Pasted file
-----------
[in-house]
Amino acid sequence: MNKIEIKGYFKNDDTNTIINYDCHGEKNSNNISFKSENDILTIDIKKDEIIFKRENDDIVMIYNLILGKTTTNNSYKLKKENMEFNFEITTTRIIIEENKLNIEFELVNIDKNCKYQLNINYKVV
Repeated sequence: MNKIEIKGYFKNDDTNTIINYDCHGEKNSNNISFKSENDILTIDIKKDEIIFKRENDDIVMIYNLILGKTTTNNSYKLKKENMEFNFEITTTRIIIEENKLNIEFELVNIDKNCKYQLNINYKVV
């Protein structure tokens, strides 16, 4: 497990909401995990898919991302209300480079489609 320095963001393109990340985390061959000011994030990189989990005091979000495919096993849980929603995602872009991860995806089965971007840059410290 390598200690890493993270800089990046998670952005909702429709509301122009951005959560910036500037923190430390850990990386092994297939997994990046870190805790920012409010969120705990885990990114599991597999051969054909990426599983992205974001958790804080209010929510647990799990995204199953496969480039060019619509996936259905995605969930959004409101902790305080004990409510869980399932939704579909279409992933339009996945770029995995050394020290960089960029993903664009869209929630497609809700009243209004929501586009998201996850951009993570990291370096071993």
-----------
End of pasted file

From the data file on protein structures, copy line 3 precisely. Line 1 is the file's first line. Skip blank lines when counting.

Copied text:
Repeated sequence: MNKIEIKGYFKNDDTNTIINYDCHGEKNSNNISFKSENDILTIDIKKDEIIFKRENDDIVMIYNLILGKTTTNNSYKLKKENMEFNFEITTTRIIIEENKLNIEFELVNIDKNCKYQLNINYKVV